Where there once was 158, there is now more… Globular clusters, that is. Thanks to ESO’s VISTA survey telescope at the Paranal Observatory in Chile, the Via Lactea (VVV) survey has cut through the gas and dust of the Milky Way to reveal the first star cluster that is far beyond our center. But keep your eyes on the prize, because as dazzling as the cluster called UKS 1 is on the right is, the one named VVV CL001 on the left isn’t as easy to spot.
Need more? Then keep on looking, because VVV CL001 isn’t alone. The next victory for VISTA is VVV CL002, which is shown in the image below. What makes it special? It’s quite possible that VVV CL002 is the closest of its type to the center of our galaxy. While you might think discoveries of this type are commonplace, they are actually out of the ordinary. The last was documented in 2010 and it’s only through systematically studying the central parts of the Milky Way in infrared light that new ones turn up. To add even more excitement to the discovery, there is a possibility that VVV CL001 is gravitationally bound to UKS 1, making it a binary pair! However, without further study, this remains unverified.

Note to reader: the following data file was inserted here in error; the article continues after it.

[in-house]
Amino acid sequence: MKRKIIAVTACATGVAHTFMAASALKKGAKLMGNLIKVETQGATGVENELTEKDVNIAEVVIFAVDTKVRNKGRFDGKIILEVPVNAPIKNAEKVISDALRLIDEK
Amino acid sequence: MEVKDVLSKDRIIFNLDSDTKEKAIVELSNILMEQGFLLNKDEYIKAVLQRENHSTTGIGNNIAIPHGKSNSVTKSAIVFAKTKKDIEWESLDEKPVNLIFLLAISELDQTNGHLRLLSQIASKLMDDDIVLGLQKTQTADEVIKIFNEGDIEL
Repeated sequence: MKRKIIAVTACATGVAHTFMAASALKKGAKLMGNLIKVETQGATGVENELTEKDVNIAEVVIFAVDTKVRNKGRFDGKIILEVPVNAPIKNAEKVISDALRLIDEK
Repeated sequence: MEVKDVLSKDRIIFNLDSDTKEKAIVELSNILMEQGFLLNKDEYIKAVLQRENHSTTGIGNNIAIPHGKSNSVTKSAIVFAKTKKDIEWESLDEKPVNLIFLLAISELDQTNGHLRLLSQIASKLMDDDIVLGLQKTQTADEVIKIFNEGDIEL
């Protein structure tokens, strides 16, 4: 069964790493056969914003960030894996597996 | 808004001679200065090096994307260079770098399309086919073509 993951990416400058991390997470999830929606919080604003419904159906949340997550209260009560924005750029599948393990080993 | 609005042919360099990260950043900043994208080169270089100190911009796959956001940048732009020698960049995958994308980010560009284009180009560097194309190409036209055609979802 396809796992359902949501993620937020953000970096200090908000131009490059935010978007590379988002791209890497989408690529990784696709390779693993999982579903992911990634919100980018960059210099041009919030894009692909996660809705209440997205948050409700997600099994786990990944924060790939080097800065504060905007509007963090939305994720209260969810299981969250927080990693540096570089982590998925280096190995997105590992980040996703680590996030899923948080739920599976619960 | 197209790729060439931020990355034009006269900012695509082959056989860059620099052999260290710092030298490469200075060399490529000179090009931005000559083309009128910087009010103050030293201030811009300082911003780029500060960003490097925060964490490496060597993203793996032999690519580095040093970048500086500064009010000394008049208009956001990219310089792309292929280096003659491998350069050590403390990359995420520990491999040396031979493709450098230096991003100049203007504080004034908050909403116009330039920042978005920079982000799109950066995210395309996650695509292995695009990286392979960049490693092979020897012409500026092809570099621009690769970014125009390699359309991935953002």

Thanks to the hard work of the VVV team led by Dante Minniti (Pontificia Universidad Catolica de Chile) and Philip Lucas (Centre for Astrophysics Research, University of Hertfordshire, UK) we’re able to feast our eyes on even more. About 15,000 light years away on the other side of the Milky Way, they’ve turned up VVV CL003 – an open cluster. Due the intristic faintness of these new objects, it’s a wonder we can see them at all… In any light!
Original Story Source: ESO Press Release.Source: Universe Today